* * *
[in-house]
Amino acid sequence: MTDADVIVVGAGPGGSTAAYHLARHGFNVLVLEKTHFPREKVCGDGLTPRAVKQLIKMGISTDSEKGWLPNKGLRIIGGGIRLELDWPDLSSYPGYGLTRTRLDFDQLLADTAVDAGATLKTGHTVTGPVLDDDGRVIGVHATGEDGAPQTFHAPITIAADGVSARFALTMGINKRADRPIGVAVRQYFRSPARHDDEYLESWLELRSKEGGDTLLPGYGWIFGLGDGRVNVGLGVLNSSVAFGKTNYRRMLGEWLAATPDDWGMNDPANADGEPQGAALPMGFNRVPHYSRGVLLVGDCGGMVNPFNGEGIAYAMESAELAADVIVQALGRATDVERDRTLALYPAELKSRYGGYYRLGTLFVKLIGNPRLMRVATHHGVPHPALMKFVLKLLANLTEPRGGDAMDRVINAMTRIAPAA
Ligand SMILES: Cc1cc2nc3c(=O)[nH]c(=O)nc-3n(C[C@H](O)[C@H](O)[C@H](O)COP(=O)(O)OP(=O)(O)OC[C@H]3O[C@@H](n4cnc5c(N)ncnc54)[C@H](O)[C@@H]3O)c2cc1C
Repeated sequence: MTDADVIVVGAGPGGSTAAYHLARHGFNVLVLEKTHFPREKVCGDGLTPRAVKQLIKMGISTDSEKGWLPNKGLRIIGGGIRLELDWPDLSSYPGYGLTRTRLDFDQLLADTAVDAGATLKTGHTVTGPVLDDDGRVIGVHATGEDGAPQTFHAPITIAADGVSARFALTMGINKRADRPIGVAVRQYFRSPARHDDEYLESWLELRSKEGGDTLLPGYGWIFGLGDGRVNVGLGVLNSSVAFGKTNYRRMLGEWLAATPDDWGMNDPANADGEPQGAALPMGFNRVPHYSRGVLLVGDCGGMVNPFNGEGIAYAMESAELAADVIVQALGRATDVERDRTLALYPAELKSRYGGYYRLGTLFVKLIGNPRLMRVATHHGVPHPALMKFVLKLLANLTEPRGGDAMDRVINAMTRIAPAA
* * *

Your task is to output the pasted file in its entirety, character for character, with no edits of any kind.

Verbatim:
[in-house]
Amino acid sequence: MTDADVIVVGAGPGGSTAAYHLARHGFNVLVLEKTHFPREKVCGDGLTPRAVKQLIKMGISTDSEKGWLPNKGLRIIGGGIRLELDWPDLSSYPGYGLTRTRLDFDQLLADTAVDAGATLKTGHTVTGPVLDDDGRVIGVHATGEDGAPQTFHAPITIAADGVSARFALTMGINKRADRPIGVAVRQYFRSPARHDDEYLESWLELRSKEGGDTLLPGYGWIFGLGDGRVNVGLGVLNSSVAFGKTNYRRMLGEWLAATPDDWGMNDPANADGEPQGAALPMGFNRVPHYSRGVLLVGDCGGMVNPFNGEGIAYAMESAELAADVIVQALGRATDVERDRTLALYPAELKSRYGGYYRLGTLFVKLIGNPRLMRVATHHGVPHPALMKFVLKLLANLTEPRGGDAMDRVINAMTRIAPAA
Ligand SMILES: Cc1cc2nc3c(=O)[nH]c(=O)nc-3n(C[C@H](O)[C@H](O)[C@H](O)COP(=O)(O)OP(=O)(O)OC[C@H]3O[C@@H](n4cnc5c(N)ncnc54)[C@H](O)[C@@H]3O)c2cc1C
Repeated sequence: MTDADVIVVGAGPGGSTAAYHLARHGFNVLVLEKTHFPREKVCGDGLTPRAVKQLIKMGISTDSEKGWLPNKGLRIIGGGIRLELDWPDLSSYPGYGLTRTRLDFDQLLADTAVDAGATLKTGHTVTGPVLDDDGRVIGVHATGEDGAPQTFHAPITIAADGVSARFALTMGINKRADRPIGVAVRQYFRSPARHDDEYLESWLELRSKEGGDTLLPGYGWIFGLGDGRVNVGLGVLNSSVAFGKTNYRRMLGEWLAATPDDWGMNDPANADGEPQGAALPMGFNRVPHYSRGVLLVGDCGGMVNPFNGEGIAYAMESAELAADVIVQALGRATDVERDRTLALYPAELKSRYGGYYRLGTLFVKLIGNPRLMRVATHHGVPHPALMKFVLKLLANLTEPRGGDAMDRVINAMTRIAPAA